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The Allyship in Action Training (formerly Safe Space Ally Development Training) dares to transform the campus environment for LGBTQA+ students, staff, and faculty. Through skills-based training that focuses on social justice allyship and active bystander intervention skills, individuals and offices are identified that provide a network of support for the emotional, psychological, social, and physical well-being of our LGBTQA+ community.
The Allyship in Action Training is a comprehensive training that teaches potential new allies skills on how to serve and support the LGBTQA+ community. The Allyship in Action Training has 4 base sessions: Ally 101, Ally 102, Trans Topics, and Queer Topics. Each session takes about 60-90 minutes to complete depending on the number of participants and engagement. It is recommended that participants engage in Ally 101 & 102 as a series in order to complete the introduction to allyship skills and then develop an Allyship in Action Plan to close in 102. Any of these base sessions can be adapted for specific audiences/topics/etc.
To make the Safe Space training as accessible as possible, the videos used are closed captioned and the LGBTQA Center will provide ASL interpreters when requested. We also provide the PowerPoint slides that we use in the training. If you have additional suggestions on how we can improve the accessibility of the training's please, please contact us at the LGBTQA Center.
If you are interested in registering for the training, please complete the registration form below.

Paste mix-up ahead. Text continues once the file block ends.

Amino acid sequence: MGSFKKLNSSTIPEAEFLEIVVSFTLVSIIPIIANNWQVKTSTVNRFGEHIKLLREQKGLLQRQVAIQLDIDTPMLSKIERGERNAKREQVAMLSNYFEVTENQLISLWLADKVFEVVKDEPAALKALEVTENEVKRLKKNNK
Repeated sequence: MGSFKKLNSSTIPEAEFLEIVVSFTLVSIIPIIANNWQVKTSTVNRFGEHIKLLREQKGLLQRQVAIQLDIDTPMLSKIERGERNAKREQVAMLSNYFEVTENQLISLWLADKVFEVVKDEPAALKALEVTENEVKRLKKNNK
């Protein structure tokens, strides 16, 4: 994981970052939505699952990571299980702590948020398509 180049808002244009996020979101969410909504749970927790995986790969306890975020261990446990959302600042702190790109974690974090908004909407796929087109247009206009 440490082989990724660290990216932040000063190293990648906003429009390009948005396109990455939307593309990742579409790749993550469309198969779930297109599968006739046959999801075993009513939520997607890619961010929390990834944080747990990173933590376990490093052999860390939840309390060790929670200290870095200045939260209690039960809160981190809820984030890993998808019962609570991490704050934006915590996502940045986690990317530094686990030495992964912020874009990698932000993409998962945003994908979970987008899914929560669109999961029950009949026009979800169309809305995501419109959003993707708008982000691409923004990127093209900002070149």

Register for Training
In 2005, the Rainbow Alliance launched an initial Safe Space campaign by creating a manual and ally sticker to encourage our allies in Wright State University’s faculty and staff to identify themselves on campus by putting visible Safe Space symbols on their office doors. By displaying the symbol, they would let LGBTQA+ students know that those faculty and staff were people they could turn to who believed in equality, would be supportive of their needs, could give advice, or just be someone with whom they could talk to and feel safe and comfortable.
As of the 2008–09 academic year, we revitalized the Safe Space program by updating the manual, instituting a comprehensive ally training program for faculty, staff, and students, creating a website, and renewing the Safe Space sticker campaign.
As of September 2015–16 academic year, the LGBTQA Center is now coordinating and facilitating the Safe Space ally development network. We are working to update the manual and are providing a new skills-based curriculum for the 3-hour training.